Dr. Paul M. Busse of Beth Israel Deaconess and Harvard Medical School calls NCT promising. "We are encouraged by our clinical results thus far and also by those of our colleagues in Europe and Japan," he said. "The new [facility] at MIT is second to none as is the research team assembled at MIT and Harvard to do this work."
Harling directed the design and construction of the new Fission Converter Epithermal Neutron Irradiation Facility. Housed in MIT's research reactor, it replaces a facility in the same location that had been used for 15 years. Busse is director of the clinical aspects of the research. Robert G. Zamenhof (MIT Ph.D. 1977), currently at Beth Israel Deaconess Medical Center and Harvard Medical School, presently heads the project's medical physics component.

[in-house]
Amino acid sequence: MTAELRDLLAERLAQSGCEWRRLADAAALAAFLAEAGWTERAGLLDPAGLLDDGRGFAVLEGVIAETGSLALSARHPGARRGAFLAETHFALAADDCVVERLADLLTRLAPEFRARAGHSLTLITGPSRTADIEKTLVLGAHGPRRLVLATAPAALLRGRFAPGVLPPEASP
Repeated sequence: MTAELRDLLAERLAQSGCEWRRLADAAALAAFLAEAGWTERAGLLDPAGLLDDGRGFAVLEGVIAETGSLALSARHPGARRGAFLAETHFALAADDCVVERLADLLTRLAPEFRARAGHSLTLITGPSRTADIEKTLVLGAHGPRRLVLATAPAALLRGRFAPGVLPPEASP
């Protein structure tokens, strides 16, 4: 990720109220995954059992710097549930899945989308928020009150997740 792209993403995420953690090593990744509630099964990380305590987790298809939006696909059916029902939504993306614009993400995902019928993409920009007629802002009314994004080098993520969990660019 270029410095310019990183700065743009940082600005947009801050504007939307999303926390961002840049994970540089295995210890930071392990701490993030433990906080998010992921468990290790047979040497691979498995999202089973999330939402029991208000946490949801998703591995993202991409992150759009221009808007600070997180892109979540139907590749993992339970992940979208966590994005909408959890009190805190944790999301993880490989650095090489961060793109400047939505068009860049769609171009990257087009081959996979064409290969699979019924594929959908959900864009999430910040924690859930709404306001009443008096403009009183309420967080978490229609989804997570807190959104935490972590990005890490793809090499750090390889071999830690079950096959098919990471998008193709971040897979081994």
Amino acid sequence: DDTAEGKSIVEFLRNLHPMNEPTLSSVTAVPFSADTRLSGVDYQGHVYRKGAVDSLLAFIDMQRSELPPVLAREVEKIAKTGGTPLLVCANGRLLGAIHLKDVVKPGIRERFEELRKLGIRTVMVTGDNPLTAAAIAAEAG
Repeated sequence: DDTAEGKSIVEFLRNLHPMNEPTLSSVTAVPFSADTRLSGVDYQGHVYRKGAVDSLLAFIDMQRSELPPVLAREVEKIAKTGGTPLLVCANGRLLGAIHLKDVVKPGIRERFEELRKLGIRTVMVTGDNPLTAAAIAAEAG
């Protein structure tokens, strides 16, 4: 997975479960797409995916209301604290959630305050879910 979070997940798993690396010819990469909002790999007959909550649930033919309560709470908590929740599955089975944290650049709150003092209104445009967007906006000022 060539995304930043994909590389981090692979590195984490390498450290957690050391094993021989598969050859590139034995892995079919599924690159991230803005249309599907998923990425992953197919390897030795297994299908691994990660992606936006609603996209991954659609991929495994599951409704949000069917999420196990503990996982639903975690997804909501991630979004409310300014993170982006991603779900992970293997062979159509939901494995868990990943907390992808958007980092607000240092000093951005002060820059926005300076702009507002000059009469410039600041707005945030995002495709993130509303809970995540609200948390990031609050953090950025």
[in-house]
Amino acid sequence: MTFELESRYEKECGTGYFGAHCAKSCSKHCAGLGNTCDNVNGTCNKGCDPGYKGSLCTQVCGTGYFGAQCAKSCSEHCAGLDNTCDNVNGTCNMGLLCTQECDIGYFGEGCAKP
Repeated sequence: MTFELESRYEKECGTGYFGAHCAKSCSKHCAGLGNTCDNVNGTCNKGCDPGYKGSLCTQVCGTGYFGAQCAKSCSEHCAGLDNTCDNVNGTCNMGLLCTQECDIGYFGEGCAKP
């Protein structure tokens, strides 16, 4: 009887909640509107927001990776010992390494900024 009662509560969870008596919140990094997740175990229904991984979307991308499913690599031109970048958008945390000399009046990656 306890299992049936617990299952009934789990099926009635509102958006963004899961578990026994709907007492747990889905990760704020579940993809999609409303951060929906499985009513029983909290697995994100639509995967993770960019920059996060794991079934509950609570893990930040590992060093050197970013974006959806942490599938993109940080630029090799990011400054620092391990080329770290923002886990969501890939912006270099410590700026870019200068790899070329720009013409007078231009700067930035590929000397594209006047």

In 1999 the team concluded a Phase I clinical trial of NCT for the cancers that are the focus of the current work. Phase I trials aim to determine the safety of the technique and involve a process of gradual dose increase to determine the maximum safe dose of radiation.
One of the current trials again focuses on GBM and on melanoma in the central nervous system. This trial combines elements of both Phase I and II trials. Phase II trials are designed to determine the benefits of the experimental treatment at the dose levels established in Phase I. A separate Phase II trial is under way for melanoma on the extremities. These trials are sponsored by the National Cancer Institute and the National Institutes of Health.
NCT involves a drug and irradiation with neutrons. It is unique because it combines a biological and physical targeting of dose. The drug, which contains boron-10, is designed to concentrate preferentially in tumor cells. The patient is then exposed to a specially designed beam of "epithermal" neutrons.